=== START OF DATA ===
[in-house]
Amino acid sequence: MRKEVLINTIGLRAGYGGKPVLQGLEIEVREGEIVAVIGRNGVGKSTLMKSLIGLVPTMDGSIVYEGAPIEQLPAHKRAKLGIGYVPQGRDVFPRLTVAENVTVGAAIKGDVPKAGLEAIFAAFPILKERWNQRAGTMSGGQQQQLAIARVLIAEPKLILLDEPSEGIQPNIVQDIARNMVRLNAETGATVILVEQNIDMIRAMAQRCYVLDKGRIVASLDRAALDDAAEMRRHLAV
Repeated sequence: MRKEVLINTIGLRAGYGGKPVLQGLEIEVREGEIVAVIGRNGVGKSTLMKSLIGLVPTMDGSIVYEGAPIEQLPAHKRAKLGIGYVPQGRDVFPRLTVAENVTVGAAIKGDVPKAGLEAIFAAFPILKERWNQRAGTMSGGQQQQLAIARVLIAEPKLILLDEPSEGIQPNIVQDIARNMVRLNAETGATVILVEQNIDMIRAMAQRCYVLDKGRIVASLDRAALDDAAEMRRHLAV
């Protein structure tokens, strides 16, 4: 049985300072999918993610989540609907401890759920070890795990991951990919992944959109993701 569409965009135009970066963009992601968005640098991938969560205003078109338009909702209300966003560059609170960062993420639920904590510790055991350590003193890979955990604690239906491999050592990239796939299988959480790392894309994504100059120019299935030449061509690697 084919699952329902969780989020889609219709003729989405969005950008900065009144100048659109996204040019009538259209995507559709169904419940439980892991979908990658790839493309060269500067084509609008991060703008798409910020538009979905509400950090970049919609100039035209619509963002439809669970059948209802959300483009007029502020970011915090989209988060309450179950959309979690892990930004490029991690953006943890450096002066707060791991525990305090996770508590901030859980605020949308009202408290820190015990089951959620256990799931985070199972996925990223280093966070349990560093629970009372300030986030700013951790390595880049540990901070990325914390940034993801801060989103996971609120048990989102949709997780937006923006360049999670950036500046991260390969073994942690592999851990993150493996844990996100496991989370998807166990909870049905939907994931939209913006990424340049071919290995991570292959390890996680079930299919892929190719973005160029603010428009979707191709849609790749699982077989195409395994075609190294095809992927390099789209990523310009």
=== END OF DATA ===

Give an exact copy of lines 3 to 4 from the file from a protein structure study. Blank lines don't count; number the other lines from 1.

Repeated sequence: MRKEVLINTIGLRAGYGGKPVLQGLEIEVREGEIVAVIGRNGVGKSTLMKSLIGLVPTMDGSIVYEGAPIEQLPAHKRAKLGIGYVPQGRDVFPRLTVAENVTVGAAIKGDVPKAGLEAIFAAFPILKERWNQRAGTMSGGQQQQLAIARVLIAEPKLILLDEPSEGIQPNIVQDIARNMVRLNAETGATVILVEQNIDMIRAMAQRCYVLDKGRIVASLDRAALDDAAEMRRHLAV
């Protein structure tokens, strides 16, 4: 049985300072999918993610989540609907401890759920070890795990991951990919992944959109993701 569409965009135009970066963009992601968005640098991938969560205003078109338009909702209300966003560059609170960062993420639920904590510790055991350590003193890979955990604690239906491999050592990239796939299988959480790392894309994504100059120019299935030449061509690697 084919699952329902969780989020889609219709003729989405969005950008900065009144100048659109996204040019009538259209995507559709169904419940439980892991979908990658790839493309060269500067084509609008991060703008798409910020538009979905509400950090970049919609100039035209619509963002439809669970059948209802959300483009007029502020970011915090989209988060309450179950959309979690892990930004490029991690953006943890450096002066707060791991525990305090996770508590901030859980605020949308009202408290820190015990089951959620256990799931985070199972996925990223280093966070349990560093629970009372300030986030700013951790390595880049540990901070990325914390940034993801801060989103996971609120048990989102949709997780937006923006360049999670950036500046991260390969073994942690592999851990993150493996844990996100496991989370998807166990909870049905939907994931939209913006990424340049071919290995991570292959390890996680079930299919892929190719973005160029603010428009979707191709849609790749699982077989195409395994075609190294095809992927390099789209990523310009």